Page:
Slicer, or 3D Slicer, is a free, open source software package for visualization and image analysis. 3D Slicer is natively designed to be available on multiple platforms, including Windows, Linux and Mac Os X.
Slicer 4.2 is the official release as of October 2012.
You may download different versions of Slicer3 and find pointers to the source code, mailing lists and bug tracker. Please note that Slicer continues to be a research package and is not intended for clinical use. Testing of functionality is an ongoing activity with high priority, however, some features of 3D Slicer are not fully tested.
Slicer is a community platform created for the purpose of subject specific image analysis and visualization.
- Multi-modality imaging including, MRI, CT, US, nuclear medicine, and microscopy
- Multi organ from head to toe
- Bidirectional interface for devices
- Expandable and interfaced to multiple toolkits
3D Slicer consists of more than over 370k lines of code, mostly C++. This massive software development effort has been enabled by the participation of several large scale NIH funded efforts, including the NA-MIC, NAC, BIRN, CIMIT and NCIGT communities. The funding support comes from several federal funding sources including NCRR (through December, 2011), NIBIB, NIH Roadmap, NCI, NSF and the DOD as well as others.
Slicer executables and source code are available under a BSD-style, free open source licensing agreement under which there are no reciprocity requirements, no restrictions on use, and no guarantees of performance. Slicer leverages a variety of toolkits and software methodologies that have been labeled the NA-MIC kit. Please click here to read more about the NA-MIC kit.
History: Slicer was initiated as a masters thesis project between the Surgical Planning Laboratory at the Brigham and Women's Hospital and the MIT Artificial Intelligence Laboratory in 1998. Slicer has been downloaded many thousand times. A variety of publications were enabled by the Slicer software. A new, completely rearchitected version of Slicer was developed and has been released in 2007. In May of 2008 version 3.2, in May of 2009 version 3.4 and in June of 2010 version 3.6 has been released. Slicer 4.0 was introduced in November 2011, Slicer 4.1 in April 2011.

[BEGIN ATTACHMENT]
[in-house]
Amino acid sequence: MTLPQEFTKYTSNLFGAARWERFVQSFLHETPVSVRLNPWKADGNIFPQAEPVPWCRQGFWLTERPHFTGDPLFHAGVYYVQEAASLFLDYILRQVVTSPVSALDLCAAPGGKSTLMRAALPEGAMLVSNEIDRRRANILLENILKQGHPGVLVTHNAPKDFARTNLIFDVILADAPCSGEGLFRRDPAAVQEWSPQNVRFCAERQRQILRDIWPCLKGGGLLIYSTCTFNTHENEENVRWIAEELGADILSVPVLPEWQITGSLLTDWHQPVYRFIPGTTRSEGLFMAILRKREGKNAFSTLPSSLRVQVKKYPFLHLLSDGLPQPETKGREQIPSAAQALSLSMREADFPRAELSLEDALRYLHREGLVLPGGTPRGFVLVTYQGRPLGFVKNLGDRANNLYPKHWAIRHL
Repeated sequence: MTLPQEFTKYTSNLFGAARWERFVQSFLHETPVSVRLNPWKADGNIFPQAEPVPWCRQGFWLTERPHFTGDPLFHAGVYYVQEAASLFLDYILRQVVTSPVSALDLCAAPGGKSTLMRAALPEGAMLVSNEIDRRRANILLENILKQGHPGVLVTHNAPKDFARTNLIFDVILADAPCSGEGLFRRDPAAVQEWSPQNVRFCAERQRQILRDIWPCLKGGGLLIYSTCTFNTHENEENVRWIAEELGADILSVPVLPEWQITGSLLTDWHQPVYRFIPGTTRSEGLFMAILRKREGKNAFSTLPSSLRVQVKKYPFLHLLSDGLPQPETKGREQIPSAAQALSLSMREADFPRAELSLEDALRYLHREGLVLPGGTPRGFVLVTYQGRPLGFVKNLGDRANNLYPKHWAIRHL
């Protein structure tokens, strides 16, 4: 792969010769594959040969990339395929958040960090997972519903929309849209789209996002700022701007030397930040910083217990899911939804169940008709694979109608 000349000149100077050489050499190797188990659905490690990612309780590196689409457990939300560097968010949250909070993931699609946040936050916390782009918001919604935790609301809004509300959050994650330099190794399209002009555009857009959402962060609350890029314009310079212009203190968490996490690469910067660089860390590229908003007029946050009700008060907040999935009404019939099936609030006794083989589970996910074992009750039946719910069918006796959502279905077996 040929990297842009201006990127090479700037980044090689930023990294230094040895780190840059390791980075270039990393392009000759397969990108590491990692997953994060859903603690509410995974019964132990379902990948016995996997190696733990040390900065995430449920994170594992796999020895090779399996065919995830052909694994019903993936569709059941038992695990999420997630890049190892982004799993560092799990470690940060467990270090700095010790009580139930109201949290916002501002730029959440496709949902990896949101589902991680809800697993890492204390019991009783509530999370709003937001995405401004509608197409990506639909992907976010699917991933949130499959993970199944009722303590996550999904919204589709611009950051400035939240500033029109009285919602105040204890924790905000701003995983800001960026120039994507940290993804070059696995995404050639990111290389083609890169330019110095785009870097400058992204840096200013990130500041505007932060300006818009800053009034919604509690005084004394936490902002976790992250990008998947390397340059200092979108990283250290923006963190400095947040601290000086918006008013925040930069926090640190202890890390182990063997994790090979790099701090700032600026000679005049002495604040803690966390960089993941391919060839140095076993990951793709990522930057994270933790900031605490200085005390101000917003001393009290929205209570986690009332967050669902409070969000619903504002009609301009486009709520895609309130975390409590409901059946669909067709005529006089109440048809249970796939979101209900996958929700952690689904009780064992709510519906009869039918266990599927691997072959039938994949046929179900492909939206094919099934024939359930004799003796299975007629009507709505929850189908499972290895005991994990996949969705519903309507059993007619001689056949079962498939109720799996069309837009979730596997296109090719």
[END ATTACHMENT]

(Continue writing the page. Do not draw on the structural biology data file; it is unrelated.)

Slicer and Image-Guided Therapy
With IRB clinical protocols appropriately created and managed, Slicer has been used in clinical research. In image-guided therapy research, Slicer is frequently used to construct and visualize collections of MRI data that are available pre- and intraoperatively to allow for the acquiring of spatial coordinates for instrument tracking. In fact, Slicer has already played such a pivotal role in image-guided therapy, it could be thought of as growing up alongside that field.
Slicer provides a graphical user interface to interact with the data. In addition to manual segmentation and the creation of 3D surface models from conventional MRI images, Slicer has also been used for non-rigid image registration and to incorporate models of the neurovascular bundle using image segmentation in MRI-guided prostate interventions.